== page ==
updated 5/26/2005 7:38:56 PM ET 2005-05-26T23:38:56

Nearly 36 years after a slaying at a Rolling Stones concert at Altamont Speedway marked the end of the peace-and-love ’60s, investigators have closed the case, dismissing a theory that a second Hells Angel took part in the stabbing.

Meredith Hunter, 18, was killed during the free concert on Dec. 6, 1969, that was billed as a West Coast Woodstock. The concert, which drew an estimated 300,000 people, was later immortalized in the Maysles Brothers film documentary “Gimme Shelter.”

As the Stones played on stage, a member of the Hells Angels motorcycle gang, hired by the band to provide security, stabbed the young man.

Alan Passaro was acquitted after a jury concluded he acted in self-defense because Hunter was carrying a gun. But there had been rumors over the years that a second unidentified assailant had inflicted the fatal wounds, and the case remained open.

But Alameda County sheriff’s Sgt. Scott Dudek said Wednesday that after a renewed investigation over the past two years, authorities concluded that Passaro, who died in 1985, was the only person to stab Hunter and did so only after Hunter pointed a gun at the stage.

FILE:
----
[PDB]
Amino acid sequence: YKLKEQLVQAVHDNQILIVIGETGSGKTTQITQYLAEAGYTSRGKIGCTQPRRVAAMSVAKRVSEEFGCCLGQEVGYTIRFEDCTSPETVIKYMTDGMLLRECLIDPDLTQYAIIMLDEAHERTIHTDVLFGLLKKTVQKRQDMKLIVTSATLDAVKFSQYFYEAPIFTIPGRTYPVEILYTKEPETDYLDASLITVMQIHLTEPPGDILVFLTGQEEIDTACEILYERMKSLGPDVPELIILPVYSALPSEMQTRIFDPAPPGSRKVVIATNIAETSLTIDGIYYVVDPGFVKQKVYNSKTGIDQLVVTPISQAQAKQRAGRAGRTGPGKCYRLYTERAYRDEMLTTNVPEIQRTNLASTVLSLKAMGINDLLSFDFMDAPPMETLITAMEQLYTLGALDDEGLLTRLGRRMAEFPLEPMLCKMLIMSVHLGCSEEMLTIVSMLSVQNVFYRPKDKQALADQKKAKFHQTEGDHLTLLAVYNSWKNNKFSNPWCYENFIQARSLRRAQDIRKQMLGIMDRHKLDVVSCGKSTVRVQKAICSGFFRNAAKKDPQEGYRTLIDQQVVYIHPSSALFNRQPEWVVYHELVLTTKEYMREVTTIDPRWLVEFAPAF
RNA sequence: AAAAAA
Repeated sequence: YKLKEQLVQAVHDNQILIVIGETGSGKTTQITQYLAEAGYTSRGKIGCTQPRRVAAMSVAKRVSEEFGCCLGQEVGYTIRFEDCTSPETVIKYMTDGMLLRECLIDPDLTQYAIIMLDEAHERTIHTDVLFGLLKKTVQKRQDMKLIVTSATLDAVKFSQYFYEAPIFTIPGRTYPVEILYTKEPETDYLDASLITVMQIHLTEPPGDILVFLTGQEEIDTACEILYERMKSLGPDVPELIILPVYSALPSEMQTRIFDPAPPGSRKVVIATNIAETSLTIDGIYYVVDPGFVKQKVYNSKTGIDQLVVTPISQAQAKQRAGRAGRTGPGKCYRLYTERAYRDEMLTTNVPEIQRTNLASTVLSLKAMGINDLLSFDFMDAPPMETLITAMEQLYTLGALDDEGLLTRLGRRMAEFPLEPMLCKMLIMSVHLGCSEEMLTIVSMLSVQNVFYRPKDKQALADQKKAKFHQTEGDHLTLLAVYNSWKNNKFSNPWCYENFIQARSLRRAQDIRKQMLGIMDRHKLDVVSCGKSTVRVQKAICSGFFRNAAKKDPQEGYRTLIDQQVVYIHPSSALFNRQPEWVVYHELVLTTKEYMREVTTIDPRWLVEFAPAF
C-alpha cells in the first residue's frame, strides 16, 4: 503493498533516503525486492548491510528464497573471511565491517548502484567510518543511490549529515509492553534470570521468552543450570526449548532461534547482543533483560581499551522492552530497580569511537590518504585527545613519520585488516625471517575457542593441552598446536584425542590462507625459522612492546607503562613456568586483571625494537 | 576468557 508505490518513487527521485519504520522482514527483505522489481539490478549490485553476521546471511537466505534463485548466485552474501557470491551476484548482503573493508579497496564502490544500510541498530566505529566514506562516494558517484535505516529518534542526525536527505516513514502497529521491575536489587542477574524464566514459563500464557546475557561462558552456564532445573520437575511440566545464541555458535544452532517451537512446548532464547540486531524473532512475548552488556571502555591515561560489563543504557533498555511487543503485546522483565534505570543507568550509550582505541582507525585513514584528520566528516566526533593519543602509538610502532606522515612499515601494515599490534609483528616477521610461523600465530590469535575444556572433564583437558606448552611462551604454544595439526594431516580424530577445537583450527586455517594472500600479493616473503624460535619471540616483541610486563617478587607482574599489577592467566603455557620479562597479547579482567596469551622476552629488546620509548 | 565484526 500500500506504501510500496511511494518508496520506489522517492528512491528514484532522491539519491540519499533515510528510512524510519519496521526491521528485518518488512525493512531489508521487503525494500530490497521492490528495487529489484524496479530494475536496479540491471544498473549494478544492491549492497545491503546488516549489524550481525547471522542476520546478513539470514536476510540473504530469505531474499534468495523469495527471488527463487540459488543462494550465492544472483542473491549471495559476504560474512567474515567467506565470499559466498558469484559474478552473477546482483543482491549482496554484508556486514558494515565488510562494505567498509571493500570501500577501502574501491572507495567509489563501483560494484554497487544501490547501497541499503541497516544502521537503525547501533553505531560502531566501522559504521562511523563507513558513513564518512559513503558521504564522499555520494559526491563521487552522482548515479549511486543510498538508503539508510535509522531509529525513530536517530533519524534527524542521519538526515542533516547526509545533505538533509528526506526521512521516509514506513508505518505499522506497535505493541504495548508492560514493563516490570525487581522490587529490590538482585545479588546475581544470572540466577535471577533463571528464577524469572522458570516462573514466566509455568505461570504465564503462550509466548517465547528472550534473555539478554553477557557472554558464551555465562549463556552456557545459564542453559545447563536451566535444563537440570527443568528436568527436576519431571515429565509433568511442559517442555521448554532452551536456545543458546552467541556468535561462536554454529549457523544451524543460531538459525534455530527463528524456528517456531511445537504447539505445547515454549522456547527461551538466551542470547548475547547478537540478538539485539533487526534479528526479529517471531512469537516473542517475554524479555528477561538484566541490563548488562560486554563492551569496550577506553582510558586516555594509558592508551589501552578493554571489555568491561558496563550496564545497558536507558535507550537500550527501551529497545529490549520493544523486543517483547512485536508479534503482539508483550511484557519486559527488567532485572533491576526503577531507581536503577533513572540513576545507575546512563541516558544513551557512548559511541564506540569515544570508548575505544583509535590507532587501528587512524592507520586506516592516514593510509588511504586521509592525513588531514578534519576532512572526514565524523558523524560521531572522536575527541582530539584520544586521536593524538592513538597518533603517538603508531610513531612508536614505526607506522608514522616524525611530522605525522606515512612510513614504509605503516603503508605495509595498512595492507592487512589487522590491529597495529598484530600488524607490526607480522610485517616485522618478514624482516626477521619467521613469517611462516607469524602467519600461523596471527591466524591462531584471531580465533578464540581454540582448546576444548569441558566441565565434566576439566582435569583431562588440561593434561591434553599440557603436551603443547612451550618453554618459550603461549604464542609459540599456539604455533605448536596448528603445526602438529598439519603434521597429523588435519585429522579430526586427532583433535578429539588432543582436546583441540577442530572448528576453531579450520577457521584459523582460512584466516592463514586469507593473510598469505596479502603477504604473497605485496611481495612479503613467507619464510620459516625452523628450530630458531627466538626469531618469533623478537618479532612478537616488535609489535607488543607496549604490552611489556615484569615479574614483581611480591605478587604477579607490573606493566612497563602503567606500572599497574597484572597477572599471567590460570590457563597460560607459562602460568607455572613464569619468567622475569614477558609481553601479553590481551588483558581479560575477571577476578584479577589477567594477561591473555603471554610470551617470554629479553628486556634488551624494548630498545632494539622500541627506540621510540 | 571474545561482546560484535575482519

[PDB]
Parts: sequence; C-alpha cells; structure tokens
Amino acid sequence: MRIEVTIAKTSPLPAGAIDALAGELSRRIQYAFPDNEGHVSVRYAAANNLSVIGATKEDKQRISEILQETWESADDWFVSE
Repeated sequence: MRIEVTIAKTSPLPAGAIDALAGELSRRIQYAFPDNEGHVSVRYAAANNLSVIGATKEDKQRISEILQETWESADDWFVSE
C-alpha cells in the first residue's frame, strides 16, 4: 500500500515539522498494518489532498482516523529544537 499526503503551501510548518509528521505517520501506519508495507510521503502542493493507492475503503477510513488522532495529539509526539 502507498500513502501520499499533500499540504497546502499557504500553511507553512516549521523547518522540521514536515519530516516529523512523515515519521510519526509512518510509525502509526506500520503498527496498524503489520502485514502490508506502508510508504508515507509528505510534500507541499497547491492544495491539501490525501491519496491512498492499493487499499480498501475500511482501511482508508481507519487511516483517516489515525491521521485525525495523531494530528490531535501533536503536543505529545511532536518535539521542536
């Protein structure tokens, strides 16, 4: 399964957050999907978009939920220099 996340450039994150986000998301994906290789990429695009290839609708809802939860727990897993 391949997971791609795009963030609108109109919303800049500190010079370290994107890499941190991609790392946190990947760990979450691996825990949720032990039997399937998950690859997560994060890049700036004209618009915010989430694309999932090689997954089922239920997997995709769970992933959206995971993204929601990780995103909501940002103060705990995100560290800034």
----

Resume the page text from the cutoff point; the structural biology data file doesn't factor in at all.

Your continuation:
Lone assailant
Dudek said Passaro’s lawyer confirmed his client was the lone assailant. In addition, enhanced and slowed-down footage from the Maysles film shows Hunter brandishing the gun just before Passaro leaps from the stage and stabs him, Dudek said.

Hunter’s relatives said Wednesday they had always held out hope that someone would be convicted in the case.

“The problem is, the wounds that have been reopened are still devastating to the family,” Hunter’s sister, Dixie Ward, 63, told the San Francisco Chronicle.

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